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Non-reinforced preexposure to two stimuli often enhances discrimination between them. Analyses of this perceptual learning phenomenon have mainly focused on the role played by the distinctive stimulus features; this study examined the contribution of the non-distinctive common elements. A standard appetitive Pavlovian procedure was used. Rats received two different schedules of exposure--alternated or blocked--to two compound auditory stimuli, AX and BX. In Experiment 1 a generalization test to BX that followed conditioning to AX showed that animals responded less, and hence discriminated better, following alternated exposure, thus extending the generality of this perceptual learning effect to standard appetitive Pavlovian procedures. The degree to which the common element X was mediating this effect was explored in the next three experiments. Experiment 2 assessed the effectiveness of X following conditioning to AX. Experiment 3 explored X's effectiveness throughout extensive conditioning to X. Experiment 4 tested the ability of X to overshadow a novel stimulus Y. The results were consistent with the suggestion that alternated preexposure can reduce the relative effectiveness of the common element.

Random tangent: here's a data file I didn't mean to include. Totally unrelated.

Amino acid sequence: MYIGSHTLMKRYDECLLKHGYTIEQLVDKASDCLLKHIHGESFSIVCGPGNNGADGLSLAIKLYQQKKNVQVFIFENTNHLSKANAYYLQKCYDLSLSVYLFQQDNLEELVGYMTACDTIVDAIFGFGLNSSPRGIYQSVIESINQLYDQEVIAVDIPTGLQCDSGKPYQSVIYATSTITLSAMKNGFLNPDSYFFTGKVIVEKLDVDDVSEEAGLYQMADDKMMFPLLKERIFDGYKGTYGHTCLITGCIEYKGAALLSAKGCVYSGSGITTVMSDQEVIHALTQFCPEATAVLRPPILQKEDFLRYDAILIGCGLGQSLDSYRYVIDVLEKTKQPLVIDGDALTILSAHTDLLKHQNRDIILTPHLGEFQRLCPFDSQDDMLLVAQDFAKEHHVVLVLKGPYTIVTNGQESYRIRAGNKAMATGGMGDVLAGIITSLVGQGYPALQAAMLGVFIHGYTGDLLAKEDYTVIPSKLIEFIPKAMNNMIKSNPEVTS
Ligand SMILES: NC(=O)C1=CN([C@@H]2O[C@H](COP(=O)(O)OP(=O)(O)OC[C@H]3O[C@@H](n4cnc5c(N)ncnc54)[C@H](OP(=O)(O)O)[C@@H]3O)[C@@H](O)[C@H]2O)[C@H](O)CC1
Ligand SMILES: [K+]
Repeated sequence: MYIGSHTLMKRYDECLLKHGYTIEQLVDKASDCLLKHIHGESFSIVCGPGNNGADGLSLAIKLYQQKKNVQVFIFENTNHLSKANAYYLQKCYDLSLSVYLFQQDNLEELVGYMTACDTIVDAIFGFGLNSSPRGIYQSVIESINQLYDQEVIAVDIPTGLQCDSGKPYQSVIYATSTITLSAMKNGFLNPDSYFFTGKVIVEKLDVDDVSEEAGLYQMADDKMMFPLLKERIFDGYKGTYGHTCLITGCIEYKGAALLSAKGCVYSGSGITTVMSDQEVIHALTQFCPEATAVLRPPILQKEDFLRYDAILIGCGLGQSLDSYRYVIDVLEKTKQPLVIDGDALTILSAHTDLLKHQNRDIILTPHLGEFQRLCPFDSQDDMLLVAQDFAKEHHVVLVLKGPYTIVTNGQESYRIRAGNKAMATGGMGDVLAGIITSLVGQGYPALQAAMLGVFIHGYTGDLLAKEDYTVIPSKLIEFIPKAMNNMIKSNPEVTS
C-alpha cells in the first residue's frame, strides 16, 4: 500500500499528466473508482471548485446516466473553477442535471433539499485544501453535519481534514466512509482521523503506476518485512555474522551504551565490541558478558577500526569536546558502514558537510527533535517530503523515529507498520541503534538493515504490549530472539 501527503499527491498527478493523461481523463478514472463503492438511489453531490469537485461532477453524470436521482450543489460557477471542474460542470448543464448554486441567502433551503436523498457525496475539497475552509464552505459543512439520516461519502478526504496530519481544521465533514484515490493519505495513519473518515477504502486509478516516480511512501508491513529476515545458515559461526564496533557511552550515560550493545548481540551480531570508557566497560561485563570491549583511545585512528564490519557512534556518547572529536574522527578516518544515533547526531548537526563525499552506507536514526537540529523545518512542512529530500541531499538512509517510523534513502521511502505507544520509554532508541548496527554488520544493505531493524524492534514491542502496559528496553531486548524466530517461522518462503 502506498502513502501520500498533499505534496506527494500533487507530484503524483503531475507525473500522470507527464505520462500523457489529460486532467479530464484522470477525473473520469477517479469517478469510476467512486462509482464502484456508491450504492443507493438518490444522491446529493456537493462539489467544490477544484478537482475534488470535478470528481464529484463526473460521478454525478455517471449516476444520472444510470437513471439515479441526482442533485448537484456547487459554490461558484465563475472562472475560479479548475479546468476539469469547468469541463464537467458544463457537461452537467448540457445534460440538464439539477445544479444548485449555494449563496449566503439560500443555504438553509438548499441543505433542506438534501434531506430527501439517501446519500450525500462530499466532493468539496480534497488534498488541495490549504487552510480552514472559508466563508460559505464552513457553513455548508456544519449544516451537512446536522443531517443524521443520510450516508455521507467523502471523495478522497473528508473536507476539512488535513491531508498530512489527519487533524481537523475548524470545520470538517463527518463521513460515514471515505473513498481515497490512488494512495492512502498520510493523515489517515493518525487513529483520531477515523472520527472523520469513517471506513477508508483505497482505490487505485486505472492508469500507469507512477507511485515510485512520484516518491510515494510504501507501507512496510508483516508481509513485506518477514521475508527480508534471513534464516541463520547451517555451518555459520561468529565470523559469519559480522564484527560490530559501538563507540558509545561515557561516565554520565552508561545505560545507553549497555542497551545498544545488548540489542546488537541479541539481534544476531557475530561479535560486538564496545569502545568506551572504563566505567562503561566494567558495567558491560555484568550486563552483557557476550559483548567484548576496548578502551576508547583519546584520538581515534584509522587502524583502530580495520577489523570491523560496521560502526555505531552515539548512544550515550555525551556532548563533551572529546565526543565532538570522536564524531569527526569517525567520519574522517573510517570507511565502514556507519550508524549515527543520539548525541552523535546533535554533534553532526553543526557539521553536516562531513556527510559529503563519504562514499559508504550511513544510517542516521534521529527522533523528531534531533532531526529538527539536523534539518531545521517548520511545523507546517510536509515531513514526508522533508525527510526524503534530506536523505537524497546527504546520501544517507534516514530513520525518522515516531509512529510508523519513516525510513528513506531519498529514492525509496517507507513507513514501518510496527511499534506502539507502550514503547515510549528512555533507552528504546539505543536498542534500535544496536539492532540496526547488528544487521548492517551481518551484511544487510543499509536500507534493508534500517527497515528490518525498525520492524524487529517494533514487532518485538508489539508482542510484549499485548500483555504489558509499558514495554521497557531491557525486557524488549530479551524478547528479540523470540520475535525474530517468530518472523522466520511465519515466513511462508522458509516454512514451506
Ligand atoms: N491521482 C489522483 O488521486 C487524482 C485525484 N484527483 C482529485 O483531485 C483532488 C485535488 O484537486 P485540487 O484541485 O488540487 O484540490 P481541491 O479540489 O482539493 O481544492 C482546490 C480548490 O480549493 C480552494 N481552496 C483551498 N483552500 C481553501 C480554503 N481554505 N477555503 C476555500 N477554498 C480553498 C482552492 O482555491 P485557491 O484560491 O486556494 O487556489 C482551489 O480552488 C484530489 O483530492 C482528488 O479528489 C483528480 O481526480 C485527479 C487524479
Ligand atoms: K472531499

Original publication




Journal article


Behav Processes

Publication Date





247 - 256


Acoustic Stimulation, Analysis of Variance, Animals, Auditory Perception, Conditioning, Classical, Discrimination (Psychology), Feeding Behavior, Learning, Male, Rats, Reaction Time